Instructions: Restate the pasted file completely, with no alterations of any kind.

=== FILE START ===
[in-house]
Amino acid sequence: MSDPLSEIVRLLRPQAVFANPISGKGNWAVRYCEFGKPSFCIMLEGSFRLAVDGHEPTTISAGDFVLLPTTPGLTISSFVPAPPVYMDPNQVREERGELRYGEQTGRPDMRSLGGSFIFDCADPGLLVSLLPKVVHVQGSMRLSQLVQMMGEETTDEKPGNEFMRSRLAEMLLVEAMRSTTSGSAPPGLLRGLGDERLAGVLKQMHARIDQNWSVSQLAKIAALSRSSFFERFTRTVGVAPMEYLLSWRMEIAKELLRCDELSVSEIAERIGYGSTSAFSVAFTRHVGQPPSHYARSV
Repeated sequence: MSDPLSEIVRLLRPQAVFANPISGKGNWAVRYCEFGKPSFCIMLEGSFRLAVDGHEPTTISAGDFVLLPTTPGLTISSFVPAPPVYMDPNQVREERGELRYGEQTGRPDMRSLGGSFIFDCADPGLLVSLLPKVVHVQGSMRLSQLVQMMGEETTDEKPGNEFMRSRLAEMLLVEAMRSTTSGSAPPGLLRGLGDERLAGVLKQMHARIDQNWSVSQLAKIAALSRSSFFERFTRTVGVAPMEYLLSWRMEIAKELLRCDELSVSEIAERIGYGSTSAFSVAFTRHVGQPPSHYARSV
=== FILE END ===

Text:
[in-house]
Amino acid sequence: MSDPLSEIVRLLRPQAVFANPISGKGNWAVRYCEFGKPSFCIMLEGSFRLAVDGHEPTTISAGDFVLLPTTPGLTISSFVPAPPVYMDPNQVREERGELRYGEQTGRPDMRSLGGSFIFDCADPGLLVSLLPKVVHVQGSMRLSQLVQMMGEETTDEKPGNEFMRSRLAEMLLVEAMRSTTSGSAPPGLLRGLGDERLAGVLKQMHARIDQNWSVSQLAKIAALSRSSFFERFTRTVGVAPMEYLLSWRMEIAKELLRCDELSVSEIAERIGYGSTSAFSVAFTRHVGQPPSHYARSV
Repeated sequence: MSDPLSEIVRLLRPQAVFANPISGKGNWAVRYCEFGKPSFCIMLEGSFRLAVDGHEPTTISAGDFVLLPTTPGLTISSFVPAPPVYMDPNQVREERGELRYGEQTGRPDMRSLGGSFIFDCADPGLLVSLLPKVVHVQGSMRLSQLVQMMGEETTDEKPGNEFMRSRLAEMLLVEAMRSTTSGSAPPGLLRGLGDERLAGVLKQMHARIDQNWSVSQLAKIAALSRSSFFERFTRTVGVAPMEYLLSWRMEIAKELLRCDELSVSEIAERIGYGSTSAFSVAFTRHVGQPPSHYARSV